But, oh, if the mother needs to help with parnossoh, the science all changes. The baby is completely unaffected if he is at the baby-sitters house from 9-5 every single day. The baby is not affected by the mother's hurried attention given to him during the morning rush out of the house . If the baby-sitter can't be there at his side, the exact moment he lets out a cry, the science then says it's ok because it builds self-soothing skills and patience. And this science must be true, because we push all mothers to take this upon ourselves so their husbands can be in Kollel. We wouldn't be doing this if it has an effect on the kids, would we?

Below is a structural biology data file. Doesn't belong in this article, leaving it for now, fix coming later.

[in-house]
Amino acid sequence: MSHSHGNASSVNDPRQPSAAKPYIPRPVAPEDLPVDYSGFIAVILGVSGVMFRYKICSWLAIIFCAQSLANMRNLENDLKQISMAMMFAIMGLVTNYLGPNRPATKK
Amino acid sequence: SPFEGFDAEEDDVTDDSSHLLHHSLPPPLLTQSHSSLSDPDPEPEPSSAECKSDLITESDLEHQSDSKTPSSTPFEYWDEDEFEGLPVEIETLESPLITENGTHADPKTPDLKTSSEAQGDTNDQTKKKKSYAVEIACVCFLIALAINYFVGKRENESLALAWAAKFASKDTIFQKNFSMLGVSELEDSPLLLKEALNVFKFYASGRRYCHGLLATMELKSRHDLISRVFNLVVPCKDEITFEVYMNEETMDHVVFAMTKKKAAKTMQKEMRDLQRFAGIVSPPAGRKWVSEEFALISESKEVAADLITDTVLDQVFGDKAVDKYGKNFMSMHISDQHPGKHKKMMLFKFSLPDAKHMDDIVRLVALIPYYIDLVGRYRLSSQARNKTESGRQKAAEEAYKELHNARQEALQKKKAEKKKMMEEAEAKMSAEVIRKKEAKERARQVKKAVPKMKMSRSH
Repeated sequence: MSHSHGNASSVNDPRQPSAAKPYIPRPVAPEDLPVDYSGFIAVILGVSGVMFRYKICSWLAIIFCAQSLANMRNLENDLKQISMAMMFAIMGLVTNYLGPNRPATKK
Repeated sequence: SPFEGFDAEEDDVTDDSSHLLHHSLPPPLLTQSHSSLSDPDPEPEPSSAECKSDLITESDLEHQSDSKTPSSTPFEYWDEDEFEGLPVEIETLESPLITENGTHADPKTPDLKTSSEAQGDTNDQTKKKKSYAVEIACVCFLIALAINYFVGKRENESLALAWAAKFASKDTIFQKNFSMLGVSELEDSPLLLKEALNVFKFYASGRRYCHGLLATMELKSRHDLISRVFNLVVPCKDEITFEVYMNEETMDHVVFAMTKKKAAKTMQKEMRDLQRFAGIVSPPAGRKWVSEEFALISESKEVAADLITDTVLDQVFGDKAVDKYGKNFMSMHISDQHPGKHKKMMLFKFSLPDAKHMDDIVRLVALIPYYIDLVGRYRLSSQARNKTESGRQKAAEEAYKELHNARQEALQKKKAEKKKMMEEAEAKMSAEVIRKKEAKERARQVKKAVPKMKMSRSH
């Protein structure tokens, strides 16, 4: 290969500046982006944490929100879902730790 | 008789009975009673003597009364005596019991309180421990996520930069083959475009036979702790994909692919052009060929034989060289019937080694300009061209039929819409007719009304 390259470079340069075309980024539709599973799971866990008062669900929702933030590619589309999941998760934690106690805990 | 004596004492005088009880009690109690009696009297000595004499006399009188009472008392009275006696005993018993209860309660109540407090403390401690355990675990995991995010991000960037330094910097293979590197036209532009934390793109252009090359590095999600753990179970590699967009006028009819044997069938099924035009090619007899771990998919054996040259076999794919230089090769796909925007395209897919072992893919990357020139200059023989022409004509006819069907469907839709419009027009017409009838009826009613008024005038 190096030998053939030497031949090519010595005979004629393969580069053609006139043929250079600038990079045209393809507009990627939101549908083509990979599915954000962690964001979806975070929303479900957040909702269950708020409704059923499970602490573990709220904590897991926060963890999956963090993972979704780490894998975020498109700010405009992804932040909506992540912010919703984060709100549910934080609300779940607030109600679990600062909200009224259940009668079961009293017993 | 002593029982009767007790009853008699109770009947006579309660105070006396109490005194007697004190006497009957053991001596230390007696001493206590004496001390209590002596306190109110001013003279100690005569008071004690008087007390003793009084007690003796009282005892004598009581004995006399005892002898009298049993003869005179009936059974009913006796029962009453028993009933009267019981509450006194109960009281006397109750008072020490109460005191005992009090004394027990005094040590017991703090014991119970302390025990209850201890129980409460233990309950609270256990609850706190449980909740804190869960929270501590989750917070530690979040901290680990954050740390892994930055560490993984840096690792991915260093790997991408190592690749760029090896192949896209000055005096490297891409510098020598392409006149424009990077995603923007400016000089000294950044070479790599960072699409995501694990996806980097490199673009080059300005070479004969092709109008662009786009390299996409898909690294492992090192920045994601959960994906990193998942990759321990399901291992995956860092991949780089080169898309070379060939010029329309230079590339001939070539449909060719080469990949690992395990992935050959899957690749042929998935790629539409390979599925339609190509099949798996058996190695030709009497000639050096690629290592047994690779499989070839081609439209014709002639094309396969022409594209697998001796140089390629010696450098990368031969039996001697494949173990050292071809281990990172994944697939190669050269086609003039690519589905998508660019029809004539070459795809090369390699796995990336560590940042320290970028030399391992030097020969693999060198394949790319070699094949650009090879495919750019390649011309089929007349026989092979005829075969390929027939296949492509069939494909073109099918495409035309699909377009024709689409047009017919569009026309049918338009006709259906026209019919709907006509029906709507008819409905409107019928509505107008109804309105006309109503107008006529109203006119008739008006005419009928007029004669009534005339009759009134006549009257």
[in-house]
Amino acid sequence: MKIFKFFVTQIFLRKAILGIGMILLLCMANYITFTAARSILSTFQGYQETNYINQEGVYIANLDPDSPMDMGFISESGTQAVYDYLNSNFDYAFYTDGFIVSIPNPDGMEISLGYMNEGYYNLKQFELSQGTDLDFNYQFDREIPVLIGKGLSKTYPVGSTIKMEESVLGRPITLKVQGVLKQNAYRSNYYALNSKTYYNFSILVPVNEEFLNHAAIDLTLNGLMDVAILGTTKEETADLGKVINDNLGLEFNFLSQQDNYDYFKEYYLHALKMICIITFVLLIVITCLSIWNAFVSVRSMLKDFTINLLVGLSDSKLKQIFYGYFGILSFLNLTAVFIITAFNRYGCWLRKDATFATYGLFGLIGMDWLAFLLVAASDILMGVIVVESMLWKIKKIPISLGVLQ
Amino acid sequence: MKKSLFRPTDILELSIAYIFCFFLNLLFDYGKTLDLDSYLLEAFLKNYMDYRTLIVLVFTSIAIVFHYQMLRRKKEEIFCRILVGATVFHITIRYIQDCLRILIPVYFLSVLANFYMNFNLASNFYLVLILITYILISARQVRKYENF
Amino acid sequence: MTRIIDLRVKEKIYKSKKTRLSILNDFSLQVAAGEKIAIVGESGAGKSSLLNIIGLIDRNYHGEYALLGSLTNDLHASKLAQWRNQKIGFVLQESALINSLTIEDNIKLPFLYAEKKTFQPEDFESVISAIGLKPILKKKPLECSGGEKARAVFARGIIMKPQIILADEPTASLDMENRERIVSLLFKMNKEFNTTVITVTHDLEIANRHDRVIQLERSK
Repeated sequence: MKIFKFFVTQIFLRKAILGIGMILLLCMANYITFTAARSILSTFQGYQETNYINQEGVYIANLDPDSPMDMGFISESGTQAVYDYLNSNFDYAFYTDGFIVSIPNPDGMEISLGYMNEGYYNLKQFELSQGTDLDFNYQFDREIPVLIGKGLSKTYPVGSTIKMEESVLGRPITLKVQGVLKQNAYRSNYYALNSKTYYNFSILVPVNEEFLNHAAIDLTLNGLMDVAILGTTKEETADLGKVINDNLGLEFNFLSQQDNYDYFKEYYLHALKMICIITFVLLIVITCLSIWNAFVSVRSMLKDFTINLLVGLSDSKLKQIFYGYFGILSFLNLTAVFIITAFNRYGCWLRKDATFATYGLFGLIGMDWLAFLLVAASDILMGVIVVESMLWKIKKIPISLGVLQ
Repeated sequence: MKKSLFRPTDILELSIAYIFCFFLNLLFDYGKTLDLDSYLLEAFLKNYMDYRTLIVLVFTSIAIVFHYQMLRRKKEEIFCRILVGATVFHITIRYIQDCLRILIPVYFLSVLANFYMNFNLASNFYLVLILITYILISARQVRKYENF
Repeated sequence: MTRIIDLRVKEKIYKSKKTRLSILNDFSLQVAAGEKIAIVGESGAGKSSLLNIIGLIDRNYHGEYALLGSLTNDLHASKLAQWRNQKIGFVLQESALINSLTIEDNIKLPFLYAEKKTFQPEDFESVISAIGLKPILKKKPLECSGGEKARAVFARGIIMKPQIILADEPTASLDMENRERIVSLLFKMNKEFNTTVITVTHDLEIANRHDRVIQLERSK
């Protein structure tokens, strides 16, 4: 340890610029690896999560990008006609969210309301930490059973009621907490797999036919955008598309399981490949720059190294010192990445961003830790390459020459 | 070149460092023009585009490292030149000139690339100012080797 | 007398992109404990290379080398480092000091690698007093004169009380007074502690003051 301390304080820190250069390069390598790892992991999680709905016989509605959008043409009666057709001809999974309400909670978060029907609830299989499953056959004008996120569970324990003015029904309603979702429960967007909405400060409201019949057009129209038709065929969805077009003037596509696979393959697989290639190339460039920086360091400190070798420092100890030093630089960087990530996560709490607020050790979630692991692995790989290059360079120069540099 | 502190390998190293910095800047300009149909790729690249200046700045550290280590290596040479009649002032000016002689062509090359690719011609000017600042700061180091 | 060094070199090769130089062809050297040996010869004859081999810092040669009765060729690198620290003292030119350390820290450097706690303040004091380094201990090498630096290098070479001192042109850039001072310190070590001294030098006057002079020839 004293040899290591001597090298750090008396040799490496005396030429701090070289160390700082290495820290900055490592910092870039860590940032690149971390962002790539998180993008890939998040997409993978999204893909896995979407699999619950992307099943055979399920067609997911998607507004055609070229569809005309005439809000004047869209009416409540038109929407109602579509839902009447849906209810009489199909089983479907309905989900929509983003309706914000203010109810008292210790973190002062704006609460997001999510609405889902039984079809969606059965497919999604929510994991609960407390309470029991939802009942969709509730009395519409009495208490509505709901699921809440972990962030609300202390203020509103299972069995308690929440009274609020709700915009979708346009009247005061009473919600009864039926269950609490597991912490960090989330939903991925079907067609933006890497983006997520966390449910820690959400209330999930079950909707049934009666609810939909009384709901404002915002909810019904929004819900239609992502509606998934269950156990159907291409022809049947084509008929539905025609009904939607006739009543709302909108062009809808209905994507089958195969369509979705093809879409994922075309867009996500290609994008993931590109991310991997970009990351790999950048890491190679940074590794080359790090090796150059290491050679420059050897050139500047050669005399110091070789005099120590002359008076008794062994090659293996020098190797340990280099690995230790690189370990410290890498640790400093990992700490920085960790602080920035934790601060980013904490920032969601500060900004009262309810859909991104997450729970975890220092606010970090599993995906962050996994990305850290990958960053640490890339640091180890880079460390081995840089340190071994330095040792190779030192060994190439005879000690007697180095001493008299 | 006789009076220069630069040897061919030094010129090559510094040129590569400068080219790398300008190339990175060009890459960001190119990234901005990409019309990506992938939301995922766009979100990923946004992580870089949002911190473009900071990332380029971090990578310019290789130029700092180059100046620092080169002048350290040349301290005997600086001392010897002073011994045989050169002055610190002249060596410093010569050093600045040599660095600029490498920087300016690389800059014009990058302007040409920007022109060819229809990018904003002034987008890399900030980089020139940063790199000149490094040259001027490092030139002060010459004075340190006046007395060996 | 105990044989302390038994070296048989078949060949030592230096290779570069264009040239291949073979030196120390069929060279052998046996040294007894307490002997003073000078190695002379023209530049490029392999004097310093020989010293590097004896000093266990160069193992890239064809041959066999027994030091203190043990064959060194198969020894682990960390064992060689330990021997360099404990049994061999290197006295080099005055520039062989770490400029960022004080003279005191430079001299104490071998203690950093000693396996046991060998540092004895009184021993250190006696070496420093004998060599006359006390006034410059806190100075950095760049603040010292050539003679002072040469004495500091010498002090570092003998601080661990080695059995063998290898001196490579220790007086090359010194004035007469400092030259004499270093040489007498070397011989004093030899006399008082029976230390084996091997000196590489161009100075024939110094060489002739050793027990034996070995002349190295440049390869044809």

Science is just all about interpreting it to meet a personal ideal or match an emotional state. So right now the science is all about proving that mothers can function as superwomen. The science is all about proving that you can continuously pile up burden after burden on the mother's shoulders without any detrimental effects on her physical and emotional well-being. So the science now states that if you can't be superwoman, you are either weak or something must be wrong with you.
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Blessing1




 
 
 
 

Post  Fri, Sep 25 2020, 10:11 am
amother [ Forestgreen ] wrote: